We admit freely that our students work hard and that that’s on purpose. But why? Is it because we enjoy thinking about students slaving away at school all day and then on into the night as well? Or is it because we realize that we’re training them for life and dominion, and that by doing our work excellently for the glory of God, that is what ultimately brings us satisfaction?
Is there room for grace, mercy, laughter, and joy in the midst of our work? Absolutely!
In my experience, there are two primary ways for well-meaning classical Christian schools to veer off course over time, to turn from their missions in various and sundry ways. Schools can lose sight of their visions, veer to the left, and become candy-coated, baptized versions of the secular schools they broke from 30 years ago. That’s one way. Schools also can veer off course in the other direction, becoming institutions that strangle their students in a reactionary-conservative kind of way.
Job Number One for me as headmaster is to ensure that Mars Hill stays the true course and avoids ditches on both sides of the road.
Wisdom and the Gnat-stranglers
“I have seen everything in my days of vanity: There is a just man who perishes in his righteousness, and there is a wicked man who prolongs life in his wickedness. Do not be overly righteous, nor be overly wise: Why should you destroy yourself?” Eccl. 7:15-16
Matthew Henry comments on Eccl. 7:16 this way:
As to saints, it will engage them to proceed and persevere in their righteousness, and yet will be an admonition to them to take heed of running into extremes: A just man may perish in his righteousness, but let him not, by his own imprudence and rash zeal, pull trouble upon his own head, and then reflect upon Providence as dealing harshly with him. "Be not righteous overmuch, v. 16. In the acts of righteousness govern yourself by wisdom and prudence, and be careful to steer clear of any intemperate heats or passions, or any practices unbecoming your character or dangerous to your interests. Note, There may be over-doing in well-doing. Self-denial and mortification of the flesh are good; but if we injure our health by them, and make ourselves unfit for the service of God, we are righteous overmuch. To reprove those that offend is good, but to cast our pearls before pigs, who will then turn and tear us to pieces, is to be righteous overmuch. “Make not thyself over-wise. Don’t be opinionated or conceited. Don’t set yourself up as a dictator, or pretend to give judgments on everything around you. Don’t be a critic, finding fault with everything that’s said and done, nor busy yourself in other people’s affairs, as if you know everything.”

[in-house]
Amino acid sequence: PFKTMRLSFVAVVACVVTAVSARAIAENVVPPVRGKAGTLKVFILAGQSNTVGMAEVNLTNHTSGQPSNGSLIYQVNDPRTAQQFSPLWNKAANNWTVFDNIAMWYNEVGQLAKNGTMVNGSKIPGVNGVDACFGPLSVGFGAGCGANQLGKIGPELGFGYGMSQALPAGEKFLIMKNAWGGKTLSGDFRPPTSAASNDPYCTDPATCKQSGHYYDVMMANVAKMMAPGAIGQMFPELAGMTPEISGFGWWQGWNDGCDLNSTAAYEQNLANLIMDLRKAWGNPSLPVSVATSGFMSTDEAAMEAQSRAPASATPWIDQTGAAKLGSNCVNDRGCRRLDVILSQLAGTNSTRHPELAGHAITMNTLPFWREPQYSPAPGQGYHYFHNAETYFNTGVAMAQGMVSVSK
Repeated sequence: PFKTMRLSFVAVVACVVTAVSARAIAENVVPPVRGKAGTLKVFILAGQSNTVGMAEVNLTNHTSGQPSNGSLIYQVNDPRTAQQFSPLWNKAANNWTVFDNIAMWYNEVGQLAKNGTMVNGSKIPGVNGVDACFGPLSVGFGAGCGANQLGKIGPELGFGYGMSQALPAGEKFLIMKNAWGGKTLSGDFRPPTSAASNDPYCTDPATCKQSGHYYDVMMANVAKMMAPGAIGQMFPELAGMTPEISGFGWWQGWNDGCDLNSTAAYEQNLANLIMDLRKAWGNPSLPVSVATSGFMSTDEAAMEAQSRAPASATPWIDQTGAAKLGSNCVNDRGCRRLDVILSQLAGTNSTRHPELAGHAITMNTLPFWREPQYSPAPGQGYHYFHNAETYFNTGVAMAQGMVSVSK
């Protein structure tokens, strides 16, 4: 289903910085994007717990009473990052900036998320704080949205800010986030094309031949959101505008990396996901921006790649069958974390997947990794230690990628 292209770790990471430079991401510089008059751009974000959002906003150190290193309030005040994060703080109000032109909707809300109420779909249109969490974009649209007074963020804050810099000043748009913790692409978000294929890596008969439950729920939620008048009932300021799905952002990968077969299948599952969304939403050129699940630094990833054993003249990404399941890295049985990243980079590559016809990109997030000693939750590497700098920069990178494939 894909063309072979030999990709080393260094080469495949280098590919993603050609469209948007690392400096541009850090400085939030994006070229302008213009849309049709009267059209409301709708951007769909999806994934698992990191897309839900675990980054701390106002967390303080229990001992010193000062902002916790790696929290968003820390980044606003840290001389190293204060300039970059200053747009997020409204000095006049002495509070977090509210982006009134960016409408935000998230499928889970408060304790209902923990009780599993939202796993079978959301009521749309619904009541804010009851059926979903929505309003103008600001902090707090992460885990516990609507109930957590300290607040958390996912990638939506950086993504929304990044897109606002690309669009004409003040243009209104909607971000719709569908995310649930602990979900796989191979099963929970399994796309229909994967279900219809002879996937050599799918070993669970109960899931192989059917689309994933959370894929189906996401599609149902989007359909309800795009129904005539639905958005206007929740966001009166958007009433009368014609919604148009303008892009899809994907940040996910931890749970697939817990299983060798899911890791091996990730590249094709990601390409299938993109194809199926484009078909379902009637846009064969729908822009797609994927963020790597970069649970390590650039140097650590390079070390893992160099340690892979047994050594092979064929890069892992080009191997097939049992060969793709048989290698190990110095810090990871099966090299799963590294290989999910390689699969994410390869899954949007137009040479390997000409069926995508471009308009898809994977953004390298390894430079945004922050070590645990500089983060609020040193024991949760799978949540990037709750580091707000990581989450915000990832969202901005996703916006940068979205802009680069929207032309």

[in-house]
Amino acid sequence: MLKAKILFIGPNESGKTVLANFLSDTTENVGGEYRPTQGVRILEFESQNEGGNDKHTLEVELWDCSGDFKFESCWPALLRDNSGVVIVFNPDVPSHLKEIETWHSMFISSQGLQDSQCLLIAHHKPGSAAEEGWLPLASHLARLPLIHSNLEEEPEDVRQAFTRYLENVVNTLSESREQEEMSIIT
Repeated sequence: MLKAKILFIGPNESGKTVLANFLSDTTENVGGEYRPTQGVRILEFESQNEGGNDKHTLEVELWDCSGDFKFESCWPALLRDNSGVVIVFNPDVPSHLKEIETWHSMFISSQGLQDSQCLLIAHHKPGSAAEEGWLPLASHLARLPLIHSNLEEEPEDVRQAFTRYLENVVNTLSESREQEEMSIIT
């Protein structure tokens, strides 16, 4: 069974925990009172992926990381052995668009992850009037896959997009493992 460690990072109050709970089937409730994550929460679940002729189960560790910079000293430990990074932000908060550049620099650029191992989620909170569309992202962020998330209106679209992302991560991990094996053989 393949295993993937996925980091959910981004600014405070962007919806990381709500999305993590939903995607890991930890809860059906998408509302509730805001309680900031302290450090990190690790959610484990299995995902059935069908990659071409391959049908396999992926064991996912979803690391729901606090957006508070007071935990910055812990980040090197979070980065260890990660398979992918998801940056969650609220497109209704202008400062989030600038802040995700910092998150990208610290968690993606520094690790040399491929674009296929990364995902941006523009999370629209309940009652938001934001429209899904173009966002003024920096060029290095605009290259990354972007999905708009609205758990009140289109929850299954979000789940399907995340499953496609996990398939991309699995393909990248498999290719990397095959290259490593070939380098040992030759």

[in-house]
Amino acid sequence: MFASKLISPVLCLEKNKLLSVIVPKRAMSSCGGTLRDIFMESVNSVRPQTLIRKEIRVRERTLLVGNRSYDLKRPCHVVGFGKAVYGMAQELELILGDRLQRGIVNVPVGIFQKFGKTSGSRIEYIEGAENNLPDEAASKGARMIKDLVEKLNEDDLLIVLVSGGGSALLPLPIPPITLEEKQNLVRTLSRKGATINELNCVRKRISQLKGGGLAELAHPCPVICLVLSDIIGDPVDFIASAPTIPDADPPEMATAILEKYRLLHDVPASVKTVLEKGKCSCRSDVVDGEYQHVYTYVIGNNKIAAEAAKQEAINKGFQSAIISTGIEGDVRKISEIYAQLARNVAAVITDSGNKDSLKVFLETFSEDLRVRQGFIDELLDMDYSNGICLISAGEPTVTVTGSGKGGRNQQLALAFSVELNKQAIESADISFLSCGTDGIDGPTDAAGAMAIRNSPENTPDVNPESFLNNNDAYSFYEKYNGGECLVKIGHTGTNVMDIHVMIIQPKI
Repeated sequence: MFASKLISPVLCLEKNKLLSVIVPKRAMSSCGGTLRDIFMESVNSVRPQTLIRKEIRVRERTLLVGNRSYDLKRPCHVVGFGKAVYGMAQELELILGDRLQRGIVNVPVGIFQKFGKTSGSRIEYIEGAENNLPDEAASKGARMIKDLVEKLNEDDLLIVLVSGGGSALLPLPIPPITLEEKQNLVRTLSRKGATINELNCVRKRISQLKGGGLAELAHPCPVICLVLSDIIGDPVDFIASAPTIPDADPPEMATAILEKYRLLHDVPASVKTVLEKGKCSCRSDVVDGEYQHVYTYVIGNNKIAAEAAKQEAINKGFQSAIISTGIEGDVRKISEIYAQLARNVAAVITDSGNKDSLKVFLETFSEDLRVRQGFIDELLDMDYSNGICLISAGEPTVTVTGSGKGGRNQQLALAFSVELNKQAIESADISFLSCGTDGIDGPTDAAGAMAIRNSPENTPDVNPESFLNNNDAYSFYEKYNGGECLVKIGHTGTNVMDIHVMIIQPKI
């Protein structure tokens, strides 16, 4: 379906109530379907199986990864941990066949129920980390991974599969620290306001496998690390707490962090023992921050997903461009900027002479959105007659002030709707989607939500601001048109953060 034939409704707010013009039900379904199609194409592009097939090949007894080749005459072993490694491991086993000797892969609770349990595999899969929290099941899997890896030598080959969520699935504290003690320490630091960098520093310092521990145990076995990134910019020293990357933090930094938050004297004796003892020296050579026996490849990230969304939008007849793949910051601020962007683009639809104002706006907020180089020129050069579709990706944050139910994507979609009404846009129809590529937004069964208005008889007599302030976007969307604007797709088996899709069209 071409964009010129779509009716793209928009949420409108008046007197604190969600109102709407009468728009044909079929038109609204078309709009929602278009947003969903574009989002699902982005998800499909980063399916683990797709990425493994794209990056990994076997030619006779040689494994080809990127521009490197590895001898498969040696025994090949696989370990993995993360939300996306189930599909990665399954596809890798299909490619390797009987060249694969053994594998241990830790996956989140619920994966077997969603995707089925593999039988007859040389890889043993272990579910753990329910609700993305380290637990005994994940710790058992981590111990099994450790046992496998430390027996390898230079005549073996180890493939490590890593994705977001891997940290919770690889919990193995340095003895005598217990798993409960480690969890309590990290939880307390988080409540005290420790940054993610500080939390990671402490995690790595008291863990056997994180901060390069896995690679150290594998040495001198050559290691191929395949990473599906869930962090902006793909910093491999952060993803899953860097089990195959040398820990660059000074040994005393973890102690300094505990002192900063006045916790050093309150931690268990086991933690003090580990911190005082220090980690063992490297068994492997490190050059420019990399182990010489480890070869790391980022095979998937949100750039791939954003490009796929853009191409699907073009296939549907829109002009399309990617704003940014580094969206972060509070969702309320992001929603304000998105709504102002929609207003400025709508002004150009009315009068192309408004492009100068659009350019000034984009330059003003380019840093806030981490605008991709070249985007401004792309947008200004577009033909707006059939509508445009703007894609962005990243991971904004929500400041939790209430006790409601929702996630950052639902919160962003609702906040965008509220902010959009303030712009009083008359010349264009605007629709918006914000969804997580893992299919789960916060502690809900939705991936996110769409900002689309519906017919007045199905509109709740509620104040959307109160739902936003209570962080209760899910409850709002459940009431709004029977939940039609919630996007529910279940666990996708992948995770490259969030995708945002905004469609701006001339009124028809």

We might call this kind of righteousness faux-righteousness, a righteousness which likes to posture, and which, possibly, has wrecked many schools in the conservative direction.
Keep in mind that mission-drift is not always in the liberal, or broad, latitudinarian sense. You can wreck your school by having dress-code Nazis in the hallway, and people who enforce your rules and your standards in such a way as to make your students hate them. This, I think, is the tendency that gives me the most pause, because it is the charge I have heard from families most often over the years. (Not at Mars Hill, but at other schools where I’ve worked.) Whether I agree that the charge is an accurate description of what goes on around me is not the point. The point is that it is the perception of some families, and that hurts.
Let me be clear that I am not dismissing rules or high standards, which are part of the “glory” of what we’re all about. My point is that we not leave out the center of all glory, which is the love of God manifested. Love God, and love your neighbor. This includes the gangly kid with “B.O.” sitting in the front row.